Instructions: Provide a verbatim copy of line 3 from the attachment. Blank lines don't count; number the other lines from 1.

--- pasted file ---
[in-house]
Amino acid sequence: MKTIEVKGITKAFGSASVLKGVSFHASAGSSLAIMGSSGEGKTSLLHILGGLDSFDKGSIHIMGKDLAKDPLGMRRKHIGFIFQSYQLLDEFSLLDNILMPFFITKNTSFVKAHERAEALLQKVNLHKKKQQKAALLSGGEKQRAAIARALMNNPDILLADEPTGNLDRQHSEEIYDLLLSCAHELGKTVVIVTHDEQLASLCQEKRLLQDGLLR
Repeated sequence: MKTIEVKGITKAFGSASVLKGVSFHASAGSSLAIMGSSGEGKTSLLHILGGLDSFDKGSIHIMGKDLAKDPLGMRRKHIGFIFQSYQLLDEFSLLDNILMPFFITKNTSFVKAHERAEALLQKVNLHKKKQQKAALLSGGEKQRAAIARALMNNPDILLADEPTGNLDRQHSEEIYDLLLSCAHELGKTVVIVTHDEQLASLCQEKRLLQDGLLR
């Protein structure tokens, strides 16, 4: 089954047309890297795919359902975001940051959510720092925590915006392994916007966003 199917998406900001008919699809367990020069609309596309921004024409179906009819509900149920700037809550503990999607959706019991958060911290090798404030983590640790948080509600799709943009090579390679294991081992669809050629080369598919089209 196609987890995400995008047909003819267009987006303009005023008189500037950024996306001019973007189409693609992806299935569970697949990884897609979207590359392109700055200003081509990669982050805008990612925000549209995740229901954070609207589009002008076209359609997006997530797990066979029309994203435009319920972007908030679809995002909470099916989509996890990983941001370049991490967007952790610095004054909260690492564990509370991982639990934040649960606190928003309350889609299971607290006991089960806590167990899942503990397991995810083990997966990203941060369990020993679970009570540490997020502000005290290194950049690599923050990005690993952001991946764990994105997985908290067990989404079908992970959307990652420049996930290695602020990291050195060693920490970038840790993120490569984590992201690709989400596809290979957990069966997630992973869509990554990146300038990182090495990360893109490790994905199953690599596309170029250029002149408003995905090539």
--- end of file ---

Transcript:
Repeated sequence: MKTIEVKGITKAFGSASVLKGVSFHASAGSSLAIMGSSGEGKTSLLHILGGLDSFDKGSIHIMGKDLAKDPLGMRRKHIGFIFQSYQLLDEFSLLDNILMPFFITKNTSFVKAHERAEALLQKVNLHKKKQQKAALLSGGEKQRAAIARALMNNPDILLADEPTGNLDRQHSEEIYDLLLSCAHELGKTVVIVTHDEQLASLCQEKRLLQDGLLR